He was so close to becoming the youngest ever premier class winner in the 70-year history of the sport. It was Fabio Quartararo’s last chance to eclipse Marc Marquez’s record in Barcelona and although second place was not quite enough, there appears plenty of records within the grasp of the 20-year-old Frenchman who has been mighty impressive in his MotoGP™ debut season.
Two pole positions including Barcelona. That first pole in Jerez making him the youngest ever pole setter in the premier class and then on Sunday his first MotoGP™ podium when he finished second to Marquez pushing Mugello winner Danilo Petrucci back to third. Riding the Petronas Yamaha SRT, it was just his seventh MotoGP™ race as he strived to become the first French premier class winner since Regis Laconi way back 20-years-ago in Valencia riding the 500cc Red Bull Yamaha. Olivier Jacque came close in 2005 when he finished second in China riding the Kawasaki and Randy De Puniet two years later on similar machinery finishing second in Japan. Johann Zarco had an equally impressive debut season as Quartararo a couple of years back. The double Moto2™ World Champion finished second in his native France and finished the season with a repeat in Valencia which brought him an impressive sixth place and the Rookie of the Year title.
Both Jacque and Zarco arrived in the Premier class as 250 and Moto2™ World Champions respectively but it’s been a very different route for Quartararo with a more than a few big bumps in the road on the way. I remember meeting and interviewing him for the first time at Le Mans in 2014. The French media and commentators, which included 250cc World Champion and 500cc Grand Prix winner Christian Sarron, were raving about a young Frenchman who’d just turned 15-years-old and the record books agreed with their patriotic excitement. He was well on course for his second FIM Junior Championship and a place was already being prepared for the teenager from Nice in the Moto3™ World Championship. Quartararo made a much-heralded debut in Qatar less than a year later while still 15-years-old. Despite a couple of second places in Austin and Assen he eventually finished tenth in his debut season, but injuries and machine problems pushed him down to 13th the year after.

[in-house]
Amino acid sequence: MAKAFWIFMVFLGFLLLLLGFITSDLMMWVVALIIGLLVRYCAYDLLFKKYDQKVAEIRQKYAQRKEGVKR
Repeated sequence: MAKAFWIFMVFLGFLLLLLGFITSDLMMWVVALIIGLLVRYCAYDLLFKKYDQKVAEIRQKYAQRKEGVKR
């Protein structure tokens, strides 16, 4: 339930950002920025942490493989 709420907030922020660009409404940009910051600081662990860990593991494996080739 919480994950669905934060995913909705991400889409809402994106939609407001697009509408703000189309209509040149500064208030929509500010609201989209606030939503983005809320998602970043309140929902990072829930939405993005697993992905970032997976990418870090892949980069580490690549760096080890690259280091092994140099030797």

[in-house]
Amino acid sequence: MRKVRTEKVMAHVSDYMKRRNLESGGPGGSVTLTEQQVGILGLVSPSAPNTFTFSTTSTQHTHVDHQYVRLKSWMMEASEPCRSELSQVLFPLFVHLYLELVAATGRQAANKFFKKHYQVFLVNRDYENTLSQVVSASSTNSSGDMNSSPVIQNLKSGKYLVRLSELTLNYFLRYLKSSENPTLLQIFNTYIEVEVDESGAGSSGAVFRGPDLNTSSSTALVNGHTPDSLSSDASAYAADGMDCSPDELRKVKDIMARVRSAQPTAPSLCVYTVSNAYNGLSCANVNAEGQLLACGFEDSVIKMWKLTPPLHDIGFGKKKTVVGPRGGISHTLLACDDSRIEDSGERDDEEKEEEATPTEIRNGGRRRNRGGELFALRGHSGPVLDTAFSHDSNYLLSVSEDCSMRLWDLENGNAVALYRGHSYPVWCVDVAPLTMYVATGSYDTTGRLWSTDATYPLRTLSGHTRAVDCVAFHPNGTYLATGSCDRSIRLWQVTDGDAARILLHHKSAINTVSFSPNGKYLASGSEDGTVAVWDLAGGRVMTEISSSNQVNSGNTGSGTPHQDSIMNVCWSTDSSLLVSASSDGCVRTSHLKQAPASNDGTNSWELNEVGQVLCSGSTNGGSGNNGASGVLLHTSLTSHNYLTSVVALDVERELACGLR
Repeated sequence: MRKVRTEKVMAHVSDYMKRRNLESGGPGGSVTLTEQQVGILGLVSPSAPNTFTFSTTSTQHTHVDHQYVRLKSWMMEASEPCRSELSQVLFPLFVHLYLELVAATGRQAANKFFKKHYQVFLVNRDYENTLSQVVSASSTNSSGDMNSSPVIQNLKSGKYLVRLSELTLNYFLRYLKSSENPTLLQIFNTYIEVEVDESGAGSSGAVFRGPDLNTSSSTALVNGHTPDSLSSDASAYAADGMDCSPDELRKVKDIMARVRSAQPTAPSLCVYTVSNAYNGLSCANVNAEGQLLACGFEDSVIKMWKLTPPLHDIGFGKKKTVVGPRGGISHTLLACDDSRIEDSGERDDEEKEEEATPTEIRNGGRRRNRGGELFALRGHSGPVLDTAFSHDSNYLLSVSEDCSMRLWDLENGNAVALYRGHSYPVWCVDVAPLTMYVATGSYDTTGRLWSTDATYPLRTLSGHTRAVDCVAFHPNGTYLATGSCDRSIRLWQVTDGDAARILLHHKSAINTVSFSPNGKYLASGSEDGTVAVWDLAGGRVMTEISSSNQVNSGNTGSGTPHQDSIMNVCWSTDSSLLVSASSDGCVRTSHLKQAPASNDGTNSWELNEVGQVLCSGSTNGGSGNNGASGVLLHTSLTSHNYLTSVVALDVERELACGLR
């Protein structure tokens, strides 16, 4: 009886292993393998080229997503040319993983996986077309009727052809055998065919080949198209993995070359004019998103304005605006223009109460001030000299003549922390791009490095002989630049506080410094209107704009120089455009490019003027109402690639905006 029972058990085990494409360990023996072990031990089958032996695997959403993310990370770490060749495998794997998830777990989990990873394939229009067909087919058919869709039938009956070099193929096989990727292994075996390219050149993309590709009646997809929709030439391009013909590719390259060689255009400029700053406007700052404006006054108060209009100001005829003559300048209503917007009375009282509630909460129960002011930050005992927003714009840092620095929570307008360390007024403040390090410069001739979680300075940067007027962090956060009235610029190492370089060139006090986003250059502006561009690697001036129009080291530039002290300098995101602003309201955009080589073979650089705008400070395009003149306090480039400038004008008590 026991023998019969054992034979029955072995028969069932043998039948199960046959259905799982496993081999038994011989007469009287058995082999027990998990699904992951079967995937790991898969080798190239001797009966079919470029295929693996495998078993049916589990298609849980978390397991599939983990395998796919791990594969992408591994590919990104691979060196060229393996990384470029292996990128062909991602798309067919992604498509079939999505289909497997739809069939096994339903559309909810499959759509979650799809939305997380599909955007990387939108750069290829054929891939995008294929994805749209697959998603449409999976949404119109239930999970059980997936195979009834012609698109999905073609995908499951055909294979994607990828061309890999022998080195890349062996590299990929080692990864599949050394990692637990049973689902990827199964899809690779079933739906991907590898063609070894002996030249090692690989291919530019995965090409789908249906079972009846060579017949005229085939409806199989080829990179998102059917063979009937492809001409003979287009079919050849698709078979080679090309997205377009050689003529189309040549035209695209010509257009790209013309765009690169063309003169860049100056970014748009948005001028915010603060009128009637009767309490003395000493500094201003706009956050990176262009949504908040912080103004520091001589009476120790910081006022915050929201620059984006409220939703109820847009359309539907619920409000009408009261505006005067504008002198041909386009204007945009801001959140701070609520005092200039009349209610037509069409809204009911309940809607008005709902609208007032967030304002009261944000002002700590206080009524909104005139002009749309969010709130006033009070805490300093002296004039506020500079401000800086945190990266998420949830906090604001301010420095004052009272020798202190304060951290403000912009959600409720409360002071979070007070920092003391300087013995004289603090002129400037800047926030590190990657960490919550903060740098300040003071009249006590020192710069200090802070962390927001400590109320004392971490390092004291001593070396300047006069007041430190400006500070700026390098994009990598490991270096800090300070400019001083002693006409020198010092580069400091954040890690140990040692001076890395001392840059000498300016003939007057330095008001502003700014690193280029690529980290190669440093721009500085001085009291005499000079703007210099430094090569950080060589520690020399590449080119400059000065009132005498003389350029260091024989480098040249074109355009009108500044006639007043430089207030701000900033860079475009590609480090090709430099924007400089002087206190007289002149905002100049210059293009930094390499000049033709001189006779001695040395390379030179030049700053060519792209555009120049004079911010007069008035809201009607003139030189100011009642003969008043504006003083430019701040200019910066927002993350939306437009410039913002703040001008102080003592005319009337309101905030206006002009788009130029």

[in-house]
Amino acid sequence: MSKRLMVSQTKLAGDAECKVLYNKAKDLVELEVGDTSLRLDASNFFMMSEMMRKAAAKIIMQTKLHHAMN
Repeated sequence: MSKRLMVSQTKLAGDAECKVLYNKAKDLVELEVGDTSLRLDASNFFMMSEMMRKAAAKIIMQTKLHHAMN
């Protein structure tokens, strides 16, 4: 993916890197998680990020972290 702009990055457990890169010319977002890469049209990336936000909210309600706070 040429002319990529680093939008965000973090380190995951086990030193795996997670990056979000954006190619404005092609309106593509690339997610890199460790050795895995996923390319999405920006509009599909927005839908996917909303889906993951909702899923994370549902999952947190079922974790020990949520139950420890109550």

He was growing fast and joined Sito Pons in the Moto2™ class in 2017. Pons told me despite the Moto3™ problems he thought the young Frenchman was a potential World Champion. It didn’t work out with Sito but last season when he joined the Speed Up Moto2™ team, at last, all that potential and ability gelled into his first Grand Prix win in Barcelona, followed by a second place in Assen.
Despite those results, he was a surprise selection for the new Petronas Yamaha SRT team but his brilliant ride in the 24 lap race on Sunday showed just what a brave brilliant decision it had been. Following his first crash of the season in practice and an arm pump operation after Mugello, the 20-year-old Frenchman displayed maturity and skill well beyond a seven-race MotoGP™ career. While far more experienced others, who really should have known better, fell foul of the slippery condition Quartararo protected his rear tyre and took his chances when they came along.
He may not become the youngest ever premier class winner on Sunday but that first MotoGP™ win is not far away – how about Assen in a couple of weeks’ time?